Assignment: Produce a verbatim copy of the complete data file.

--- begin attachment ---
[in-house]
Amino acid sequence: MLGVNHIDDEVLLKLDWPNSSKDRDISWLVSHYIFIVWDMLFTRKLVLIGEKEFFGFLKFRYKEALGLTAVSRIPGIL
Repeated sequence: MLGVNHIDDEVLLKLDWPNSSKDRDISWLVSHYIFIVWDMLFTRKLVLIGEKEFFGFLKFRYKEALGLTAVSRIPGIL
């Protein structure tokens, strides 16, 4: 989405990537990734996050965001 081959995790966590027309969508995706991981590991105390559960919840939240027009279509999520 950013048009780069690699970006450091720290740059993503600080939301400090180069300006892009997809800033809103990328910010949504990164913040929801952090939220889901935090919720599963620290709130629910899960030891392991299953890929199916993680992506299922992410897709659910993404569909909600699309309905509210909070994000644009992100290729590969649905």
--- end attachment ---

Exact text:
[in-house]
Amino acid sequence: MLGVNHIDDEVLLKLDWPNSSKDRDISWLVSHYIFIVWDMLFTRKLVLIGEKEFFGFLKFRYKEALGLTAVSRIPGIL
Repeated sequence: MLGVNHIDDEVLLKLDWPNSSKDRDISWLVSHYIFIVWDMLFTRKLVLIGEKEFFGFLKFRYKEALGLTAVSRIPGIL
């Protein structure tokens, strides 16, 4: 989405990537990734996050965001 081959995790966590027309969508995706991981590991105390559960919840939240027009279509999520 950013048009780069690699970006450091720290740059993503600080939301400090180069300006892009997809800033809103990328910010949504990164913040929801952090939220889901935090919720599963620290709130629910899960030891392991299953890929199916993680992506299922992410897709659910993404569909909600699309309905509210909070994000644009992100290729590969649905």